During the reign of Domitian, when books were being burned and their authors killed, Tacitus wrote nothing. His nature was such that anything he could honourably have put his name to would have been proscribed. Better to stay silent than to write dross. Even Germany, which on the face of it is a straightforward ethnography, would have been seen as deeply subversive. The victories Domitian claimed over the Germans are here derided as sham, and on another level the book can be read as a veiled hymn to the Republic. The Germans Tacitus describes so admiringly have a polity that relies on persuasion rather than taking orders, and they kill any man who tries to make himself king. It was not until the enlightened regimes of Nerva and Trajan when, as Tacitus said in his Histories, a man could think what he liked and say what he thought, that such writing would not have been taken for treason.
But Germany is an ethnography for all that, and a fascinating one. Tacitus reviews the various Germanic peoples, starting with the warlike frontier nations, then moving eastwards to the Fenni, who were so primitive that they worshipped no gods, and finally the fabled Oxiones of the Baltic region, who were thought to have the heads of men and the bodies of beasts. The Anglii get a mention along the way: they might have been the forebears of the English-speaking peoples, but back then there was, according to Tacitus, ‘nothing especially noteworthy’ about them.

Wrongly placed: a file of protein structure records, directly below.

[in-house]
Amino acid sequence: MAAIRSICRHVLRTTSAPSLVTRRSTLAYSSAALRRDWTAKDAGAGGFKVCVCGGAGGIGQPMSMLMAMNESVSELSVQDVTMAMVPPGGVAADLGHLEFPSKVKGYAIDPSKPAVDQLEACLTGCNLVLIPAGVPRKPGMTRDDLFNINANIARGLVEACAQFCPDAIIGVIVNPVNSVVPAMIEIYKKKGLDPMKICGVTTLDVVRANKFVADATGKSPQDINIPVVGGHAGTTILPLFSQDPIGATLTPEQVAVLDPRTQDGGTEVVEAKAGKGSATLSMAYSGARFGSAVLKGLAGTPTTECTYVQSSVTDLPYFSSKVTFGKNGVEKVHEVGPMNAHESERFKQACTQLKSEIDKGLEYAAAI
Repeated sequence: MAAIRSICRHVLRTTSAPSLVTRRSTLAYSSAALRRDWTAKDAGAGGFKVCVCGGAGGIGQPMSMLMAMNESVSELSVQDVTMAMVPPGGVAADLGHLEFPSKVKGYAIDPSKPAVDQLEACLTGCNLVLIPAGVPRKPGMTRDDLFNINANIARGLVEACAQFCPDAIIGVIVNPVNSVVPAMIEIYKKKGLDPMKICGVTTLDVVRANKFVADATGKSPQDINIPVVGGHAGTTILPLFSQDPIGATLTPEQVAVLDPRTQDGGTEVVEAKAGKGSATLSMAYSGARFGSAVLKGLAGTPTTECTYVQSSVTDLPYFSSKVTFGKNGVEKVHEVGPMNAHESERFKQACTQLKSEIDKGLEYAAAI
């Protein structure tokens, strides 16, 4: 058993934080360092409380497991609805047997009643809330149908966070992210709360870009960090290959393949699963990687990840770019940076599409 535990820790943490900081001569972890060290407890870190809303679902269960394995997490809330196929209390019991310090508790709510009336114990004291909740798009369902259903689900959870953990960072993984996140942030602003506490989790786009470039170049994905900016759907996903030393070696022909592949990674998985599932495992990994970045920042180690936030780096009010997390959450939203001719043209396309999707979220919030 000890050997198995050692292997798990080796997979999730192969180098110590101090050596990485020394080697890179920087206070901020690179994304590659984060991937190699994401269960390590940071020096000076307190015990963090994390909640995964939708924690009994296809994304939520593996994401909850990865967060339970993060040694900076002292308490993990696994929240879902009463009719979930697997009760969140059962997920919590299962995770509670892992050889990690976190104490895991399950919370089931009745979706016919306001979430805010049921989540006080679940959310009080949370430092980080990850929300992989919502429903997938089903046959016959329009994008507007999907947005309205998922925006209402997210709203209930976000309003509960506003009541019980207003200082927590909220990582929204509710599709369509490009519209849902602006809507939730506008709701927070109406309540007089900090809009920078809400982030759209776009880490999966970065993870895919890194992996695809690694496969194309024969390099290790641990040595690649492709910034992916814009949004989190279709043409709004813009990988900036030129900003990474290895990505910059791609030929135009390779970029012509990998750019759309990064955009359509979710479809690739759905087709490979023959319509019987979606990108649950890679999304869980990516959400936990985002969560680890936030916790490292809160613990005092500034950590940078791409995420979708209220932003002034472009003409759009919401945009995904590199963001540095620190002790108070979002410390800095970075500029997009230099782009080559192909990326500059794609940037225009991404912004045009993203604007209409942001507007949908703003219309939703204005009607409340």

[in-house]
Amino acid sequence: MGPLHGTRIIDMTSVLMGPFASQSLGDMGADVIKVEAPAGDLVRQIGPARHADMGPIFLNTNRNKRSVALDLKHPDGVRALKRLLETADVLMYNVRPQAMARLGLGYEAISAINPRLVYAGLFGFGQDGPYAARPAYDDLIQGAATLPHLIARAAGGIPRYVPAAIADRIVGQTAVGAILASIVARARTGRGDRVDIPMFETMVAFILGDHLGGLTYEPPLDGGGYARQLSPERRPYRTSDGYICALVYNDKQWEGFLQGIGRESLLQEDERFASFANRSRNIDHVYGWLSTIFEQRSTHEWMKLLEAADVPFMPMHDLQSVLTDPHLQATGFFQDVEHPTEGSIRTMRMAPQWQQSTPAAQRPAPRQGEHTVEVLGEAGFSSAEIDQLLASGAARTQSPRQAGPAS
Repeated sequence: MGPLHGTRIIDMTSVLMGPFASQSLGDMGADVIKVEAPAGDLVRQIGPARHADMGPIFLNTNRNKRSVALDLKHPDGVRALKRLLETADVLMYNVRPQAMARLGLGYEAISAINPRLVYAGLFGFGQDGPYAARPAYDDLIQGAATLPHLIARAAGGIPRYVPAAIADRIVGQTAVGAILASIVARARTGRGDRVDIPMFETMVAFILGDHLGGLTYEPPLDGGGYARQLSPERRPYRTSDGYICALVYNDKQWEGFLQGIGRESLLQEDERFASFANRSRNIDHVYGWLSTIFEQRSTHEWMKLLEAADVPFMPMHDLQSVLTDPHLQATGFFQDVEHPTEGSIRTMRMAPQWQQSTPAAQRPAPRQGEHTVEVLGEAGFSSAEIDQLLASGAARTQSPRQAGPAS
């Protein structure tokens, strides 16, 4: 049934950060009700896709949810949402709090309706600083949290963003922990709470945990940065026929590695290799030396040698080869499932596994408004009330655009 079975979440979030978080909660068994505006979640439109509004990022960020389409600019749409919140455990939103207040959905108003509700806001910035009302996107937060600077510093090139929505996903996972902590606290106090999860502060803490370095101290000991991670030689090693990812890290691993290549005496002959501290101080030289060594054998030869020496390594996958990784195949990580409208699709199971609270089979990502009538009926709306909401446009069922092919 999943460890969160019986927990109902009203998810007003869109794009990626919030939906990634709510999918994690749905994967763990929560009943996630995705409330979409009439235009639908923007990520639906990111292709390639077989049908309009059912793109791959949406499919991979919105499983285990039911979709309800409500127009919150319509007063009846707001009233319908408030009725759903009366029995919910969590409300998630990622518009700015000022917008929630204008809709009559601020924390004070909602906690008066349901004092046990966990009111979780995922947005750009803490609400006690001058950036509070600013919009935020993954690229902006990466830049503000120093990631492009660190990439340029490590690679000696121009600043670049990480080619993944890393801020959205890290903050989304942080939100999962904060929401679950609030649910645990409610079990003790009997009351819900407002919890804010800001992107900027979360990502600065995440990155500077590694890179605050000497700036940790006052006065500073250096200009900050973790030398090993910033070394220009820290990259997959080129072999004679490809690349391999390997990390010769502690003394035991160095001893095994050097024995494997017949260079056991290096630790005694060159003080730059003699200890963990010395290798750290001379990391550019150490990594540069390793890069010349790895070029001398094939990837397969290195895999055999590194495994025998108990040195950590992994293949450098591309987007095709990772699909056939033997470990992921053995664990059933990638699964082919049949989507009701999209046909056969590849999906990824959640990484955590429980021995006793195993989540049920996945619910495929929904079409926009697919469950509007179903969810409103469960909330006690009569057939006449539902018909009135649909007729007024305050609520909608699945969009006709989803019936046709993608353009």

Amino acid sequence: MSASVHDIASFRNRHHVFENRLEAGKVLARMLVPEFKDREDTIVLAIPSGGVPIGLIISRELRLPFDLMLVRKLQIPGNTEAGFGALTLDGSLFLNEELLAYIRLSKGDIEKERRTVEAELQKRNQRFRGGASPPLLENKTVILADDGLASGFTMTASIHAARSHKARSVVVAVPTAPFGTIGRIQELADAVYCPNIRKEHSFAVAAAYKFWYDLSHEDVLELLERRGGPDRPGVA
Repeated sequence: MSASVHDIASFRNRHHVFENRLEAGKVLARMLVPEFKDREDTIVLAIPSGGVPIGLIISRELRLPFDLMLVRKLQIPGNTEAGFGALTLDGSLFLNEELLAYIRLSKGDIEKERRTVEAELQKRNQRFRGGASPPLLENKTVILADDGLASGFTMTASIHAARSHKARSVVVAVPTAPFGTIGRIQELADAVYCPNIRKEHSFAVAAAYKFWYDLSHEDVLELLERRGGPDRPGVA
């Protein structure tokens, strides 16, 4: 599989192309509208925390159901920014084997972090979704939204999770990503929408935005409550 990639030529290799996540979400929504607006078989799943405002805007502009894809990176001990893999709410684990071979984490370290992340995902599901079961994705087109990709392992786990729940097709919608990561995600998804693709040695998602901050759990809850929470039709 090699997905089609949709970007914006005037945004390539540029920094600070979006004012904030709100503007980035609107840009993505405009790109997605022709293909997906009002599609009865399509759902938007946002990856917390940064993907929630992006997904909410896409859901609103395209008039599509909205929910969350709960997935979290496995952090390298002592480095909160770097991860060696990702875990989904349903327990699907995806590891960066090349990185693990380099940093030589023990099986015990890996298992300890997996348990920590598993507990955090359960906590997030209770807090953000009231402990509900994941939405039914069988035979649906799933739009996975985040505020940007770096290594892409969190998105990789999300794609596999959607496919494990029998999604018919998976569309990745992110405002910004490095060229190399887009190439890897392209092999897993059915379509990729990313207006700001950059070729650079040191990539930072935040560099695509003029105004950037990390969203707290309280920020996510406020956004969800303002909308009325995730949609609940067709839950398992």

Tacitus believed the Germans to have been native to their soil and racially unmixed. This, coupled with his admiration of their courage and upright morality, caused Germany to be politically explosive nineteen centuries after it was written. A.R. Birley’s excellent introduction here traces the book’s influence on notions of Germanic superiority from the early 19th century through to Hitler’s pet racial theorists. In 1956 Momigliano described Germany as being ‘among the hundred most dangerous books ever written.’ But it was, of course, just another case of Nazi misappropriation. It shouldn’t take much reflection to conclude what Tacitus, the scourge of tyrants, would have made of Hitler. And the ancient Germans he describes, strong in violent outbursts but lacking in endurance, would have cut it neither as legionaries nor Wehrmacht landsers.
Tacitus’ punchy, aphoristic style is as much a joy here as in his more famous works; his poise and penetration are masterly. He holds values that are alarmingly alien to us, asserting for example that war is ennobling and peace enervating. He also believes that the Germans, like all other free and warlike peoples, are Rome’s enemies by definition. But he is often strikingly modern. When he writes: ‘Silver and gold have been denied them by the gods, whether as a sign of favour or anger I cannot say,’ he is identifying what any political scientist would today recognise as the resource curse. And this: ‘Ignorance is a surer protection than any prohibition,’ contains a lesson about proscription that public policy makers have yet to learn.
This Oxford World Classics edition also includes Tacitus’ biography of his father-in-law, Agricola, the aforementioned introduction, and endnotes that add up to more pages than the two ancient texts put together. It’s a wonderful package. Germany itself is 26 pages long. There’s no excuse not to read it.